Putting the past within reach: a veteran teaches history

After joining the British Army at 19 years old, Ash served in the Royal Army Medical Corps for 13 years. She travelled all over the world, including six months in Afghanistan. In 2021, Ash left the military and trained to teach history. 

4 mins

5/13/2024 2:48:38 PM
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I had a really varied career in the Army and feel incredibly lucky to have done what I did.

.I worked with so many different people, from the Italian Airborne Division to the Afghan National Army. But after 13 years of going here, there, and everywhere, I was looking for a bit of stability.  

Sometimes I pull that persona out in the classroom – but not often, thankfully! 

Why teach?

Towards the end of my army career, I took on a variety of instructor roles, from being a chemical warfare instructor to training recruits. I was the “scary” person taking civilians and making them into soldiers within three months as part of the Common Military Syllabus or basic training

It was these roles that made me think teaching should be my next move. As well as instructing my recruits, I was looking after them pastorally too. I felt a huge responsibility towards them, to make sure that not only were they good soldiers, but good people too.

I would get emotional at their final pass off parades; they’d be in their smartest uniforms, introducing me to their parents and talking about what I’d taught them.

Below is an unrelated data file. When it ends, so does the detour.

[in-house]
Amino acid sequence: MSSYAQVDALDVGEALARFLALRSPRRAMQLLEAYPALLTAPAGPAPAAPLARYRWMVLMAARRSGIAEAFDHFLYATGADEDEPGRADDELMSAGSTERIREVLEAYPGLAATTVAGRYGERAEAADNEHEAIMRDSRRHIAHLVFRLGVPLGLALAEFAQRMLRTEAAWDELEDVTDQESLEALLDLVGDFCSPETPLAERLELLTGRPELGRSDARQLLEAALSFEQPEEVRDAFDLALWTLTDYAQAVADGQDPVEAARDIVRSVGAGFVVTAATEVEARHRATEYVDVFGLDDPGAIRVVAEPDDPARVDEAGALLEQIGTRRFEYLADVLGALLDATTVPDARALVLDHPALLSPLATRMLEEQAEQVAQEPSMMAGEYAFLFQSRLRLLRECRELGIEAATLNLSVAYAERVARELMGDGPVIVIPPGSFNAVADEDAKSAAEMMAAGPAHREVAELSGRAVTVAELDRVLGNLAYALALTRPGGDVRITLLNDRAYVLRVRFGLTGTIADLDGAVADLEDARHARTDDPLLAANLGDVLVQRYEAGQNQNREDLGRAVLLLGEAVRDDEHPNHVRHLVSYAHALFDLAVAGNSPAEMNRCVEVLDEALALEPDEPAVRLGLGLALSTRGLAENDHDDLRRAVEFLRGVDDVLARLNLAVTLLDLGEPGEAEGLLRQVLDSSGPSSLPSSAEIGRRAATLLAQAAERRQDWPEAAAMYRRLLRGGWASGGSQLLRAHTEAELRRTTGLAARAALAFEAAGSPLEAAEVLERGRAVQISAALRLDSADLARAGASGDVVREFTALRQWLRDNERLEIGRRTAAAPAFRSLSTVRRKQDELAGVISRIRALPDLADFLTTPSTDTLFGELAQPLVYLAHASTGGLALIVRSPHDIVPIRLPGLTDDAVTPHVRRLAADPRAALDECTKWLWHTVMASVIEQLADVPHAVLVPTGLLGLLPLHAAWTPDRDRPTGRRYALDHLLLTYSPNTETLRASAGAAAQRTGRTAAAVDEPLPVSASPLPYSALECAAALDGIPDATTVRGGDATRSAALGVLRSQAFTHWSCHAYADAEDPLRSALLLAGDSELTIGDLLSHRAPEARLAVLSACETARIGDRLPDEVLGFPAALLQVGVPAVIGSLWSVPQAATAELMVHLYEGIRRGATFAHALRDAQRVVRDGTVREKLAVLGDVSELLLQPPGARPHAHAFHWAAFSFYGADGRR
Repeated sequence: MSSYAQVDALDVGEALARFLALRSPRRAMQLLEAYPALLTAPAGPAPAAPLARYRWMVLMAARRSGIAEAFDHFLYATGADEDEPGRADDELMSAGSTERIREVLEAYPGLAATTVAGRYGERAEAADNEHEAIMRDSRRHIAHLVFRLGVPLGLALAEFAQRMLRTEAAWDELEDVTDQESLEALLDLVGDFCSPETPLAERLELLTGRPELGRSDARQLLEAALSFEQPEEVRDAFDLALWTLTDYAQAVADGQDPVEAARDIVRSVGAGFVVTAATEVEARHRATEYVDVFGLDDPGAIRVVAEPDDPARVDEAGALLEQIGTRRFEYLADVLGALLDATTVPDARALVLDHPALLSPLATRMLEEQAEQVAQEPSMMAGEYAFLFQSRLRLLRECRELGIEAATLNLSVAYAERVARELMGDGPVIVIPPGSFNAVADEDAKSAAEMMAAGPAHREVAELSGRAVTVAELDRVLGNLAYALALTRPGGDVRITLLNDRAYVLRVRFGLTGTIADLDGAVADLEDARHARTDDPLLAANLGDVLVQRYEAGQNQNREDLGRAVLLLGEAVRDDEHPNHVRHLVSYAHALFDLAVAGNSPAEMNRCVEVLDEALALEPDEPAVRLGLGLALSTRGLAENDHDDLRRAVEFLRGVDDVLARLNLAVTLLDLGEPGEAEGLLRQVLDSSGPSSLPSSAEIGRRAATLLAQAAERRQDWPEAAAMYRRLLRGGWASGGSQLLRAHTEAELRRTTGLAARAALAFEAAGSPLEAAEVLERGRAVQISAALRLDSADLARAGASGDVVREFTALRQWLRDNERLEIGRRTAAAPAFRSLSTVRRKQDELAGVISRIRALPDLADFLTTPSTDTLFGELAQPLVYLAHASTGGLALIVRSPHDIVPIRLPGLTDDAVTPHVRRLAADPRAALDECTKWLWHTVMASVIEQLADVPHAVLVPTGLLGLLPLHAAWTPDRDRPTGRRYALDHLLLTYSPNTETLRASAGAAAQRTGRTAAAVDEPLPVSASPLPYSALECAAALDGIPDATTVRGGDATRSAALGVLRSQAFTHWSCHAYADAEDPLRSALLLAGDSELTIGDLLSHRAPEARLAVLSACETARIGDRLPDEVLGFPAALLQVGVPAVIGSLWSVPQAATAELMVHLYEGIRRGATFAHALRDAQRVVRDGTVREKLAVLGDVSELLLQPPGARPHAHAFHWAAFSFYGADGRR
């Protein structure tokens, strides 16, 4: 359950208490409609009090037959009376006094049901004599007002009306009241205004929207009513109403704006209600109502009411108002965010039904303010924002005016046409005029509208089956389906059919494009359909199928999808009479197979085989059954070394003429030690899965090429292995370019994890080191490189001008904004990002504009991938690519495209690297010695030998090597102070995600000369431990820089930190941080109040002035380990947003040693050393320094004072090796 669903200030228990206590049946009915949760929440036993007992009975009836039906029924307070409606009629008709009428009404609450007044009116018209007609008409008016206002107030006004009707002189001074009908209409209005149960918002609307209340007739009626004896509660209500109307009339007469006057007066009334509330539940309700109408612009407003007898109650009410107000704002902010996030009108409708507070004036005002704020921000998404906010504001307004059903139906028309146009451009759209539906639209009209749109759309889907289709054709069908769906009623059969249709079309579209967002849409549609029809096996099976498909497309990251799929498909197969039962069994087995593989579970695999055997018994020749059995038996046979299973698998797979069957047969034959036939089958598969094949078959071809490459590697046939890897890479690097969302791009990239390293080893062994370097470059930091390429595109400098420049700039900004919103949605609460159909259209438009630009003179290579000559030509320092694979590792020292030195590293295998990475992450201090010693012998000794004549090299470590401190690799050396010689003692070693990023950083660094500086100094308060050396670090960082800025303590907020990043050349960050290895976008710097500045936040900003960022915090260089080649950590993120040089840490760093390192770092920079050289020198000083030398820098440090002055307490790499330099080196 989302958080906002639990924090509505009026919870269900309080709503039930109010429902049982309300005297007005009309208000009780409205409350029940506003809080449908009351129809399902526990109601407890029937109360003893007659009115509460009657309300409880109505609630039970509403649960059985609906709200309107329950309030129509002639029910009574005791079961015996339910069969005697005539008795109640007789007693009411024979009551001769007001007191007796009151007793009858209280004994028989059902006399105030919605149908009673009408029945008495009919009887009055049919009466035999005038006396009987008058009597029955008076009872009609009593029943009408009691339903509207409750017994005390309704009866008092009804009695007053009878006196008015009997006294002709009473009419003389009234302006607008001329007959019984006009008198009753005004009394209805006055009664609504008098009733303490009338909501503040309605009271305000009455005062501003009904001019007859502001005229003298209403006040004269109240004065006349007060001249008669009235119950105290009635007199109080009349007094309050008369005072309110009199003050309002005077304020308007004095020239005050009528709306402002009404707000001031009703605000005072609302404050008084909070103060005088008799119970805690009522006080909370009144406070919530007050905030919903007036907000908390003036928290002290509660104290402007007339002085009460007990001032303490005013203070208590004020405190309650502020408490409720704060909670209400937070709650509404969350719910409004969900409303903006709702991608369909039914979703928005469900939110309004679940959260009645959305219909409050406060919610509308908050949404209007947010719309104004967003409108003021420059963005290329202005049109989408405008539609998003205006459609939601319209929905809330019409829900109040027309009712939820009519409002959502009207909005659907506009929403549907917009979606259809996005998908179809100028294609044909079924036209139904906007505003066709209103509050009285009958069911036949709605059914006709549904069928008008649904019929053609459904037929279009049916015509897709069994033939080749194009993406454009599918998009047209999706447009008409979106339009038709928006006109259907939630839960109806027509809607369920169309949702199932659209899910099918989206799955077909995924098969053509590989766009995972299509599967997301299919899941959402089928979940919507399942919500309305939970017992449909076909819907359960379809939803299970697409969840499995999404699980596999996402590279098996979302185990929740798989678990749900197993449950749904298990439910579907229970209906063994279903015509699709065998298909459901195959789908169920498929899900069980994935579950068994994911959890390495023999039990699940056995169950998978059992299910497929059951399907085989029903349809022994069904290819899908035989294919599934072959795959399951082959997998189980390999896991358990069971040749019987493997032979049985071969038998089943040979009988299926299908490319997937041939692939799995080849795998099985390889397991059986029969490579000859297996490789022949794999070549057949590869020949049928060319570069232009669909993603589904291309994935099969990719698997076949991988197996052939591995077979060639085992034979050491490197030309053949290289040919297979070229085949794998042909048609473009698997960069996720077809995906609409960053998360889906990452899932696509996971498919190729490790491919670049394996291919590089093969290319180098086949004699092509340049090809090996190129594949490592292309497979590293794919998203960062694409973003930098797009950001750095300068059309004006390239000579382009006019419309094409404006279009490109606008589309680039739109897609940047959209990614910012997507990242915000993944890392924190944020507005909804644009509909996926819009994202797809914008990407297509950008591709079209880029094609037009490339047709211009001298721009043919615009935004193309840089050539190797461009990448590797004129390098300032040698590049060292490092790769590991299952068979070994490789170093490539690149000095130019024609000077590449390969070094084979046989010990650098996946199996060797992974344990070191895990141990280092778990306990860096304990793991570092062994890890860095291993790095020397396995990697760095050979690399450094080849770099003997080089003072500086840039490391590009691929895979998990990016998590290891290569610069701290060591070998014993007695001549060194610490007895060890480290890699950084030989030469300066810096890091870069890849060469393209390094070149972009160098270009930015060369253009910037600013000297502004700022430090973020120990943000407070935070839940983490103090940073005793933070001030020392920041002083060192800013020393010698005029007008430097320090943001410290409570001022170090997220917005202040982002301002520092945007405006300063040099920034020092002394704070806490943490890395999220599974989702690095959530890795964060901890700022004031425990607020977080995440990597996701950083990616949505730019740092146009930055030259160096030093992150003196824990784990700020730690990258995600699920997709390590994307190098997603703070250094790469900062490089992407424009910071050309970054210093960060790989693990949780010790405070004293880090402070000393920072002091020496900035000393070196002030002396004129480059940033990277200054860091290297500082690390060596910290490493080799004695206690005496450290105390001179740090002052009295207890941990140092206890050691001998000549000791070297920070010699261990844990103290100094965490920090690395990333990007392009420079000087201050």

I think I fell in love with teaching there and then. I realised it was my vocation.  

You can touch the past 

For me, it was always going to be history. I’ve loved it since I was a little girl - I come from a family that debates the merits of the Spitfire vs the Hurricane at Christmas!

I joined the Army as almost my own ethnographic study in what it means to experience war and combat. I wanted to experience what my grandad experienced, or his father before him.

I love bringing history to the kids I teach now, especially when it’s history of war. There’s understandably a big disconnect between the reality of the battlefield and what’s shown in films and computer games. I try to introduce some realism into the classroom - I’ll tell them a story from my army career if they get their work done on time!

I’m also very much a props person! I wore a helmet and army tunic for the first part of a lesson on Dunkirk, ordering the kids around as if I was their platoon sergeant and them soldiers on the beaches! I brought in a gas mask when we were looking at medicine in the trenches and told them about when I had to wear one for two days – a really awful time!

I think my students feel a real connection with history because I’ve experienced war. They feel like they can touch the past a little bit.

And that’s my absolute favourite thing, if I can help them connect to the past, then I’m doing my job as a historian. 

A “why” behind the “do” 

In the British Army, you live by the Army’s core values; Moral and Physical Courage, Discipline, Respect, Integrity, Loyalty and Selfless Commitment. I’d never be able to forget them to be honest, they were drilled into me.

One I share with my students is Respect. I set the expectation at the start of the year that we’re on a learning journey together, I might be the leader, but we’re on the same team.